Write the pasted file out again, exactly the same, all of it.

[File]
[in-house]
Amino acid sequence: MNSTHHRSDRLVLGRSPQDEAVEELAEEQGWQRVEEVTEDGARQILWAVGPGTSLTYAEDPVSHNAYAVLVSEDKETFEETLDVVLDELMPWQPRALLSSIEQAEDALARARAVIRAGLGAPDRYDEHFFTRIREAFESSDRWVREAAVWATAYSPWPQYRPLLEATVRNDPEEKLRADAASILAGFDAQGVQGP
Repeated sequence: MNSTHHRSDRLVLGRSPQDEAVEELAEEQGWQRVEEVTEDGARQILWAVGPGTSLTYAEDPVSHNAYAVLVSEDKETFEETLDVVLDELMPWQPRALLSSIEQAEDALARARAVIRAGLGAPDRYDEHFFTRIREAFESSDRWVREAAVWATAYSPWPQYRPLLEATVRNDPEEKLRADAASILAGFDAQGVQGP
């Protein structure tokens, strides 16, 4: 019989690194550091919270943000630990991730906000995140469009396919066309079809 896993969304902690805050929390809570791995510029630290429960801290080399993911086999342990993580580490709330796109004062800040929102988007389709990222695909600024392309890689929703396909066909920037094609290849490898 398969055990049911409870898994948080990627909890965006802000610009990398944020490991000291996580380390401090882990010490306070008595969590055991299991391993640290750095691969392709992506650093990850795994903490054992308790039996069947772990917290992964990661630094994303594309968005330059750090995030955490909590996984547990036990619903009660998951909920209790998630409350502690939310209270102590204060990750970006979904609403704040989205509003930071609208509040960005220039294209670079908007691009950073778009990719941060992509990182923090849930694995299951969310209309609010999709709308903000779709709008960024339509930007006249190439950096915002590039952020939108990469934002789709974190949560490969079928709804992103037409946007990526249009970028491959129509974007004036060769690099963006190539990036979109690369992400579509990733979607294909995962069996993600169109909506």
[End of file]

[in-house]
Amino acid sequence: MNSTHHRSDRLVLGRSPQDEAVEELAEEQGWQRVEEVTEDGARQILWAVGPGTSLTYAEDPVSHNAYAVLVSEDKETFEETLDVVLDELMPWQPRALLSSIEQAEDALARARAVIRAGLGAPDRYDEHFFTRIREAFESSDRWVREAAVWATAYSPWPQYRPLLEATVRNDPEEKLRADAASILAGFDAQGVQGP
Repeated sequence: MNSTHHRSDRLVLGRSPQDEAVEELAEEQGWQRVEEVTEDGARQILWAVGPGTSLTYAEDPVSHNAYAVLVSEDKETFEETLDVVLDELMPWQPRALLSSIEQAEDALARARAVIRAGLGAPDRYDEHFFTRIREAFESSDRWVREAAVWATAYSPWPQYRPLLEATVRNDPEEKLRADAASILAGFDAQGVQGP
């Protein structure tokens, strides 16, 4: 019989690194550091919270943000630990991730906000995140469009396919066309079809 896993969304902690805050929390809570791995510029630290429960801290080399993911086999342990993580580490709330796109004062800040929102988007389709990222695909600024392309890689929703396909066909920037094609290849490898 398969055990049911409870898994948080990627909890965006802000610009990398944020490991000291996580380390401090882990010490306070008595969590055991299991391993640290750095691969392709992506650093990850795994903490054992308790039996069947772990917290992964990661630094994303594309968005330059750090995030955490909590996984547990036990619903009660998951909920209790998630409350502690939310209270102590204060990750970006979904609403704040989205509003930071609208509040960005220039294209670079908007691009950073778009990719941060992509990182923090849930694995299951969310209309609010999709709308903000779709709008960024339509930007006249190439950096915002590039952020939108990469934002789709974190949560490969079928709804992103037409946007990526249009970028491959129509974007004036060769690099963006190539990036979109690369992400579509990733979607294909995962069996993600169109909506």